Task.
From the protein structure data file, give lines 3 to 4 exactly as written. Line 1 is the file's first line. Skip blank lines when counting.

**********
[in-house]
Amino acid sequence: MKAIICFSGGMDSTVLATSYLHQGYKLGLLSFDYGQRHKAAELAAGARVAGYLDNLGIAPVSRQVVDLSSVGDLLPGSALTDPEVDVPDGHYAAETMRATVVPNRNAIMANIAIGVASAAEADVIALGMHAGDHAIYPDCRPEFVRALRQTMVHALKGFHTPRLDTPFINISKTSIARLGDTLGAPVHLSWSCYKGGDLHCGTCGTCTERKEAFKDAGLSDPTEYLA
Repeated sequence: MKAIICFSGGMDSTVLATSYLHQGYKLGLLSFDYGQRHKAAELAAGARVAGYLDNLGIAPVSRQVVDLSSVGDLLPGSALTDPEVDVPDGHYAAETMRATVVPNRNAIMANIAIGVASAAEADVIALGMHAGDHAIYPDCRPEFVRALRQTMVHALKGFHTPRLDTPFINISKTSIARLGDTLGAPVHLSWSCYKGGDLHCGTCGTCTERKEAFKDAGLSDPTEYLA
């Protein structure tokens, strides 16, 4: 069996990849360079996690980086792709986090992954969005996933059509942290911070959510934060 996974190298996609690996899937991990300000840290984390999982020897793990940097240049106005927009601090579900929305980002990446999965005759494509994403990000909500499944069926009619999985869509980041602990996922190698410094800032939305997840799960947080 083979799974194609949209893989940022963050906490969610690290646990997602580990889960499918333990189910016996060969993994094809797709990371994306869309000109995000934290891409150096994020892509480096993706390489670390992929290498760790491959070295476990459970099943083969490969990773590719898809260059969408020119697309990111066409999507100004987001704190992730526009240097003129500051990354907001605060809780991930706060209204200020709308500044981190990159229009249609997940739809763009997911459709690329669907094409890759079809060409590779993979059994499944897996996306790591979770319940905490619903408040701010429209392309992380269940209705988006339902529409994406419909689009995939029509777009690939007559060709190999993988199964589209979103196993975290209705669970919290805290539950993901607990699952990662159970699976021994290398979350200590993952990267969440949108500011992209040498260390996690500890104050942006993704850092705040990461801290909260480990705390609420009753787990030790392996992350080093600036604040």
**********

Repeated sequence: MKAIICFSGGMDSTVLATSYLHQGYKLGLLSFDYGQRHKAAELAAGARVAGYLDNLGIAPVSRQVVDLSSVGDLLPGSALTDPEVDVPDGHYAAETMRATVVPNRNAIMANIAIGVASAAEADVIALGMHAGDHAIYPDCRPEFVRALRQTMVHALKGFHTPRLDTPFINISKTSIARLGDTLGAPVHLSWSCYKGGDLHCGTCGTCTERKEAFKDAGLSDPTEYLA
């Protein structure tokens, strides 16, 4: 069996990849360079996690980086792709986090992954969005996933059509942290911070959510934060 996974190298996609690996899937991990300000840290984390999982020897793990940097240049106005927009601090579900929305980002990446999965005759494509994403990000909500499944069926009619999985869509980041602990996922190698410094800032939305997840799960947080 083979799974194609949209893989940022963050906490969610690290646990997602580990889960499918333990189910016996060969993994094809797709990371994306869309000109995000934290891409150096994020892509480096993706390489670390992929290498760790491959070295476990459970099943083969490969990773590719898809260059969408020119697309990111066409999507100004987001704190992730526009240097003129500051990354907001605060809780991930706060209204200020709308500044981190990159229009249609997940739809763009997911459709690329669907094409890759079809060409590779993979059994499944897996996306790591979770319940905490619903408040701010429209392309992380269940209705988006339902529409994406419909689009995939029509777009690939007559060709190999993988199964589209979103196993975290209705669970919290805290539950993901607990699952990662159970699976021994290398979350200590993952990267969440949108500011992209040498260390996690500890104050942006993704850092705040990461801290909260480990705390609420009753787990030790392996992350080093600036604040």